“For example, when photographing refugees for an NPO, they’ll say ‘We need the picture, but you can’t show the faces of people still waiting to get their papers.’ Or it could be the reverse, like when you need a picture of the World Bank president shaking hands. You have a whole day to wait for him, but this will happen just once.”

Clients are now seeking out the firm based on its reputation. The LIFE.14 team is honored to have been chosen as the official photographer for the upcoming G20 summit in Osaka in June.

For Tran, having the right people on his team is an integral part of his firm’s success. “We expect a lot from them — sometimes there are events at night or on the weekend — but on the other hand, I like to think we are very flexible, too,” he said. “You don’t need to be here just to be here! If it’s raining a lot or there’s a typhoon coming up, don’t come in just to send an email. Do it from home.”

Having experienced the kindness of the Red Cross firsthand as a youngster, Tran is passionate about giving back to the community. His company currently supports four NPOs, including the Japan Association for Refugees and three that focus on helping children (Shine On! Kids, Mirai no Mori and Lights on Children).

“I’d like to stress that it isn’t so much benevolence — it’s a pro bono thing. We are not only giving our time, we are giving our skills. We are filling a very specific role,” Tran said, adding that while the idea of pro bono — providing professional services for free — is not yet that common in Japan, it is an optimal way to volunteer.

By his own admission, Tran is somewhat disconnected from celebrity trends. “A lot of the people we see at events are VIPs and I only know about it after the fact. More than a specific subject, I am more interested in the situation,” he said. “When you have a camera, you can be anywhere. Whether backstage at a local matsuri (festival) or at (a) G7, having a camera allows you to be there and witness what is happening.”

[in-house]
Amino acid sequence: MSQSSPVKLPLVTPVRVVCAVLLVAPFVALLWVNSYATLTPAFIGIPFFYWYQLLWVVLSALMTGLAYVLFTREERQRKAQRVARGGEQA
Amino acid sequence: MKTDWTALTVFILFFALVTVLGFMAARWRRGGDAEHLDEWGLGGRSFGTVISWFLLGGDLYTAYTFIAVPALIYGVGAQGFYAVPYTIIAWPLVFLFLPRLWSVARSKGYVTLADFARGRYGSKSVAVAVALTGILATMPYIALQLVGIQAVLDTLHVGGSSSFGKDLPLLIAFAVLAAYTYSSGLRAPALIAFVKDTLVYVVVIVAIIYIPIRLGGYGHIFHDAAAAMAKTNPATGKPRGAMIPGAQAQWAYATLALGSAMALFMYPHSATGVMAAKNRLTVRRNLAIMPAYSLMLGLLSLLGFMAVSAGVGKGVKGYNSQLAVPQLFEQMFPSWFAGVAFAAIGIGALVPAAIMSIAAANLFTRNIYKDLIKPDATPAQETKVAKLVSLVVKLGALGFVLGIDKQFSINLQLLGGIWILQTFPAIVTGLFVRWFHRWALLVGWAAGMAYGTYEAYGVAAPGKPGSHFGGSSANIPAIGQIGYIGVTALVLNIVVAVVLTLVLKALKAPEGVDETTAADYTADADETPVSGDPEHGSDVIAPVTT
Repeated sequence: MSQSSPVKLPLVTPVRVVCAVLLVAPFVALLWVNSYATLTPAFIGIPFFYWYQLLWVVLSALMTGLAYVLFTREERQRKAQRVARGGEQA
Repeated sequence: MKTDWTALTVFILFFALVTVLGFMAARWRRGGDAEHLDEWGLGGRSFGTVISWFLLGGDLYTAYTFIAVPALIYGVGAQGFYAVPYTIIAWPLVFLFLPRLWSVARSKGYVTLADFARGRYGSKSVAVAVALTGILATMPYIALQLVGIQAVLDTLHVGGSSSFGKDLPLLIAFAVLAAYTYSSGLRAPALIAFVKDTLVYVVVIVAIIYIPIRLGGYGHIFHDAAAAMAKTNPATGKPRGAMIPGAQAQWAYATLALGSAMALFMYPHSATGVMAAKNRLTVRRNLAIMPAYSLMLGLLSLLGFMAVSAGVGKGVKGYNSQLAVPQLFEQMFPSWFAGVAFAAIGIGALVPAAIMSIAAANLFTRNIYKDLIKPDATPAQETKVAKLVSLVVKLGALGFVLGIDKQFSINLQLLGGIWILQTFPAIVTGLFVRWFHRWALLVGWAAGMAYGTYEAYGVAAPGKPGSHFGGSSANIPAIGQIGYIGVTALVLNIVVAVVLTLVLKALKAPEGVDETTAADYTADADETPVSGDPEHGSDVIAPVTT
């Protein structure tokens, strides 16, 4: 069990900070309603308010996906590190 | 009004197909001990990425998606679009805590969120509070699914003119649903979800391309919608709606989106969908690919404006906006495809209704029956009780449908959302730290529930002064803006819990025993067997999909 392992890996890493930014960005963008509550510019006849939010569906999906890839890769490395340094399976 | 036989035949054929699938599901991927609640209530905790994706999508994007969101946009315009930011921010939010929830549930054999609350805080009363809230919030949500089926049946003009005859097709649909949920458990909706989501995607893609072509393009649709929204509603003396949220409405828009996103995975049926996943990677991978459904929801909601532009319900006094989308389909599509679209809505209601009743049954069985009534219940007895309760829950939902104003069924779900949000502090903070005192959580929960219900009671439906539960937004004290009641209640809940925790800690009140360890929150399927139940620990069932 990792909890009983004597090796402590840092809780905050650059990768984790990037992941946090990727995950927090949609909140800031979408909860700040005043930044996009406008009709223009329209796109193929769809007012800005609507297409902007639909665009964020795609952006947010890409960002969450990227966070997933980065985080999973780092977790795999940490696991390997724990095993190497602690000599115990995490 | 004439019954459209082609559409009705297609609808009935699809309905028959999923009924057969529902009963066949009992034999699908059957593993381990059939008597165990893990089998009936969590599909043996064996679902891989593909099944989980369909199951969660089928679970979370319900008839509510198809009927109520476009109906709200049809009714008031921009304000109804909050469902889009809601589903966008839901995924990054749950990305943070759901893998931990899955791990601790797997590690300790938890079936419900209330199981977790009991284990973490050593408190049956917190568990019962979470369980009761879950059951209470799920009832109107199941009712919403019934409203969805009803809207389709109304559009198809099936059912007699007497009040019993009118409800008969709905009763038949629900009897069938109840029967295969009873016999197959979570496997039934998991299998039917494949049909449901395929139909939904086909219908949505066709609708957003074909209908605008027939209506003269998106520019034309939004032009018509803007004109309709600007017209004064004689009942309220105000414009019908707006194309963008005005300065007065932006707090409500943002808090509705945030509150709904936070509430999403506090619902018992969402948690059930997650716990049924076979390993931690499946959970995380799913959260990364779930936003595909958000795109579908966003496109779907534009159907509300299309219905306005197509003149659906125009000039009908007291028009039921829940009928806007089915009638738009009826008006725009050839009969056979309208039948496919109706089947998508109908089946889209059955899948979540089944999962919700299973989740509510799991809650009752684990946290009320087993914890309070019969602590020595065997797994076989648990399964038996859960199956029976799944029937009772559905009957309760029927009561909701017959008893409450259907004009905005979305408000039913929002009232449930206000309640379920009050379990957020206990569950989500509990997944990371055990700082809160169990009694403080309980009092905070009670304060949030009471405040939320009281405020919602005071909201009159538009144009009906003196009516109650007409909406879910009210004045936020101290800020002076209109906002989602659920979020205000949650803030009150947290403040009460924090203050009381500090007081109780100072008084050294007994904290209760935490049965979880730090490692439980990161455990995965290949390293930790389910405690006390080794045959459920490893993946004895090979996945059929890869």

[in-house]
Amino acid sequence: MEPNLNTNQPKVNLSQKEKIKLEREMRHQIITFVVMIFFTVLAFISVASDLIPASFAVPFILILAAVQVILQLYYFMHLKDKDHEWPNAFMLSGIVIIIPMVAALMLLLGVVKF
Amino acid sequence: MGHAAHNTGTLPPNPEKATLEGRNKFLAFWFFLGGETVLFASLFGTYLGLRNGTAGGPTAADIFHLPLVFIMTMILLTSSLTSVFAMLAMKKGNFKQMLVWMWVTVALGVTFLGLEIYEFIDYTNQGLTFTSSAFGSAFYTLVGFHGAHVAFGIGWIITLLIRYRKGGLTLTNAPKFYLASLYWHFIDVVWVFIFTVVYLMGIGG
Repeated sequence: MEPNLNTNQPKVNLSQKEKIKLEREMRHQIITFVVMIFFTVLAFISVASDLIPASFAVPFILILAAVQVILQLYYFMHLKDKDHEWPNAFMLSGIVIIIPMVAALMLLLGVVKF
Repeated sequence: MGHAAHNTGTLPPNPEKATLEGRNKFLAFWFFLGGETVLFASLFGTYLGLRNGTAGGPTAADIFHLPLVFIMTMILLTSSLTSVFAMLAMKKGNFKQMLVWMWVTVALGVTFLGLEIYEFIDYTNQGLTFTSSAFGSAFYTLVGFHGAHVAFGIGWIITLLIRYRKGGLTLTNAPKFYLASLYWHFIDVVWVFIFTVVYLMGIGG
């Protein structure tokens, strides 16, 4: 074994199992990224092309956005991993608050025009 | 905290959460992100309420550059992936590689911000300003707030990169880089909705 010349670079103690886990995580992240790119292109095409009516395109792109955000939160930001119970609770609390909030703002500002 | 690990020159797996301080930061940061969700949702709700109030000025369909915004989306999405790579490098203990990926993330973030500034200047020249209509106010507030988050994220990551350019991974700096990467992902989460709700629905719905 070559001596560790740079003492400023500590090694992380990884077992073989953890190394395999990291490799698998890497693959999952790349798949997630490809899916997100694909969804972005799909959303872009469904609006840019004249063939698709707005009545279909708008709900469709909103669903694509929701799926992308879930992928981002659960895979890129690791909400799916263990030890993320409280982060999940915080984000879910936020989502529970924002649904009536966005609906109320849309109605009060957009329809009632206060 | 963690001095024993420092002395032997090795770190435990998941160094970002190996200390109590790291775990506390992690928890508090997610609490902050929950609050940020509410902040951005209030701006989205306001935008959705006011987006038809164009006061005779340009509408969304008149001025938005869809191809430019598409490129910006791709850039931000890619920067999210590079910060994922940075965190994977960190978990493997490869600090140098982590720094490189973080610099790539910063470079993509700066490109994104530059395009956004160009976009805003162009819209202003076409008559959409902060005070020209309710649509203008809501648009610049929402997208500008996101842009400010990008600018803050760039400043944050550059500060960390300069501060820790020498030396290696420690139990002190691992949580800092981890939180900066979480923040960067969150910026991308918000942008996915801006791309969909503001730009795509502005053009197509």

This connects to his personal interest in street photography and admiration for the work of photographers who are “on the ground,” such as Henri Cartier-Bresson, founder of the Magnum agency and a pioneer of the street photography genre.

“He was innovative in his time, as he would capture the moment, where shapes and emotion and lighting would connect together, and that was when he would take the picture,” Tran said. “Even if you try to set something up, it might not happen. But if you are ready, you can capture it. That’s what I’m aiming at.”


Diverse professions that cover passions

Antony Tran was born in Vietnam, but relocated to France with his family as political refugees at the age of 5. He was raised and educated in Paris, earning a university degree in mathematics and applied sciences. Having studied karate since he was young, his first visit to Japan was for a competition while still in high school. He later returned in 2002 for a working holiday in Mito, Ibaraki Prefecture, and went on to study Japanese at the National Institute for Oriental Languages and Civilizations in Paris, before working as an assistant medical supervisor in international medical evacuation. A self-taught photographer, he came back to Japan in 2007 and combined freelance photography work with further study, earning a degree in international studies from Asia University in Tokyo. He established LIFE.14 with Shinnosuke Toyo in 2015. When time permits, Tran enjoys traveling and street photography.

The Big Questions is a Monday interview series showcasing prominent figures who have a strong connection to Japan.